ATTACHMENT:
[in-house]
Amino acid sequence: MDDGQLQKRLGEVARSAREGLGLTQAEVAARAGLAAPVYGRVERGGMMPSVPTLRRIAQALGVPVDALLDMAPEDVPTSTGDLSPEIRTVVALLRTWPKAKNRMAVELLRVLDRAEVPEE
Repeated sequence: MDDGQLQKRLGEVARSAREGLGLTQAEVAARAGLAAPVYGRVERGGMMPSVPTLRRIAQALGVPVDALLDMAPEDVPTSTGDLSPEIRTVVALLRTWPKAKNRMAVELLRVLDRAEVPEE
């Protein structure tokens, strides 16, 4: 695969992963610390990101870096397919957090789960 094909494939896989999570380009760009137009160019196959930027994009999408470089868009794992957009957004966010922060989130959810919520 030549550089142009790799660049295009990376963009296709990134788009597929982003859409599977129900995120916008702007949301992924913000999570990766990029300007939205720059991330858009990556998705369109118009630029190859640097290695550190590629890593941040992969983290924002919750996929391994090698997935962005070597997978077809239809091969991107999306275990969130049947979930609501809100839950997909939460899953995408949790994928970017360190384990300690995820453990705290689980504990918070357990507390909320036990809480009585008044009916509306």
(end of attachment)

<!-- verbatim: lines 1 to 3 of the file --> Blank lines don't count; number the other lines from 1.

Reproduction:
[in-house]
Amino acid sequence: MDDGQLQKRLGEVARSAREGLGLTQAEVAARAGLAAPVYGRVERGGMMPSVPTLRRIAQALGVPVDALLDMAPEDVPTSTGDLSPEIRTVVALLRTWPKAKNRMAVELLRVLDRAEVPEE
Repeated sequence: MDDGQLQKRLGEVARSAREGLGLTQAEVAARAGLAAPVYGRVERGGMMPSVPTLRRIAQALGVPVDALLDMAPEDVPTSTGDLSPEIRTVVALLRTWPKAKNRMAVELLRVLDRAEVPEE